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Sunday, October 1, 2017

Reshaping Business With Artificial Intelligence 10-01


Disruption from artificial intelligence (AI) is here, but many company leaders aren’t sure what to expect from AI or how it fits into their business model. Yet with change coming at breakneck speed, the time to identify your company’s AI strategy is now. MIT Sloan Management Review has partnered with The Boston Consulting Group to provide baseline information on the strategies used by companies leading in AI, the prospects for its growth, and the steps executives need to take to develop a strategy for their business.

Executive Summary

1. Expectations for artificial intelligence (AI) are sky-high, but what are businesses actually doing now? The goal of this report is to present a realistic baseline that allows companies to compare their AI ambitions and efforts. Building on data rather than conjecture, the research is based on a global survey of more than 3,000 executives, managers, and analysts across industries and in-depth interviews with more than 30 technology experts and executives. (See “About the Research.”) 

The gap between ambition and execution is large at most companies. Three-quarters of executives believe AI will enable their companies to move into new businesses. Almost 85% believe AI will allow their companies to obtain or sustain a competitive advantage. But only about one in five companies has incorporated AI in some offerings or processes. Only one in 20 companies has extensively incorporated AI in offerings or processes. Less than 39% of all companies have an AI strategy in place. The largest companies — those with at least 100,000 employees — are the most likely to have an AI strategy, but only half have one.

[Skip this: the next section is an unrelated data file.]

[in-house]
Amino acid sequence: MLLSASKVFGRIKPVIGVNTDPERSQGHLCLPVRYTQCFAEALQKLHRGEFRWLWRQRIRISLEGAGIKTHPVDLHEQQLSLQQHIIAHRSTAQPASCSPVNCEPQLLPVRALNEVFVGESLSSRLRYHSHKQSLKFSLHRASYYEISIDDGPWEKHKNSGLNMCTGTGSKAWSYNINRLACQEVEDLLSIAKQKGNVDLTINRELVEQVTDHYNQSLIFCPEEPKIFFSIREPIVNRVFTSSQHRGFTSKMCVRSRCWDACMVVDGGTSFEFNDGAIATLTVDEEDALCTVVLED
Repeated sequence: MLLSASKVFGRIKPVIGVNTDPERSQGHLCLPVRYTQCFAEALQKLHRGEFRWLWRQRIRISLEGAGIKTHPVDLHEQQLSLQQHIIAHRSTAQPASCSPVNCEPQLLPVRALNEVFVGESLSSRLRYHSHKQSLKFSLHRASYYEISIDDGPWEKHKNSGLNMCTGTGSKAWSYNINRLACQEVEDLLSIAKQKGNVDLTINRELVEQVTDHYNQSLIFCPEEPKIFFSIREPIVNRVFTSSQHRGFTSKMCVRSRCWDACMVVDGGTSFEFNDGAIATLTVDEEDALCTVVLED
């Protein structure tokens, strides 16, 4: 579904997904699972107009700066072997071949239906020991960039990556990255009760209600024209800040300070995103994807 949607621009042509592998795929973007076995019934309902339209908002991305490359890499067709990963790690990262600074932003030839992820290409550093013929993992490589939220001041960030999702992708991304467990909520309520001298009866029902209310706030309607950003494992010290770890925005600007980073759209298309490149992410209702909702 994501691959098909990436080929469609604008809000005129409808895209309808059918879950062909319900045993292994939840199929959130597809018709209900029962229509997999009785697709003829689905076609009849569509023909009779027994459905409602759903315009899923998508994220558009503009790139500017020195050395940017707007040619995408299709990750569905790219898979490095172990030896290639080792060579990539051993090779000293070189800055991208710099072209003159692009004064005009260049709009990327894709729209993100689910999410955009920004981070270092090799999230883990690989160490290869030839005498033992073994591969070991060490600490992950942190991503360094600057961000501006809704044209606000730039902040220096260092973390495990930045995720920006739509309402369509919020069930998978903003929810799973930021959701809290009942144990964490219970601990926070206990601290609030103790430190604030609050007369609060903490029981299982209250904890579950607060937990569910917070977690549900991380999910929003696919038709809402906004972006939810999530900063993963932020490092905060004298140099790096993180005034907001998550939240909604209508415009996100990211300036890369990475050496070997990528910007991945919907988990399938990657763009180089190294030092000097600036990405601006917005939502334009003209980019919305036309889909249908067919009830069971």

Our research reveals large gaps between today’s leaders — companies that already understand and have adopted AI — and laggards. One sizeable difference is their approach to data. AI algorithms are not natively “intelligent.” They learn inductively by analyzing data. While most leaders are investing in AI talent and have built robust information infrastructures, other companies lack analytics expertise and easy access to their data. Our research surfaced several misunderstandings about the resources needed to train AI. The leaders not only have a much deeper appreciation about what’s required to produce AI than laggards, they are also more likely to have senior leadership support and have developed a business case for AI initiatives.

AI has implications for management and organizational practices. While there are already multiple models for organizing for AI, organizational flexibility is a centerpiece of all of them. For large companies, the culture change required to implement AI will be daunting, according to several executives with whom we spoke.

Our survey respondents and interviewees are more sanguine than conventional wisdom on job loss. Most managers we surveyed do not expect that AI will lead to staff reductions at their organization within the next five years. Rather, they hope that AI will take over some of their more boring and unpleasant current tasks.

AI at Work

2. As Airbus started to ramp up production of its new A350 aircraft, the company faced a multibillion-euro challenge. In the words of Matthew Evans, vice president of digital transformation at the Toulouse, France-based company, “Our plan was to increase the production rate of that aircraft faster than ever before. To do that, we needed to address issues like responding quickly to disruptions in the factory. Because they will happen.”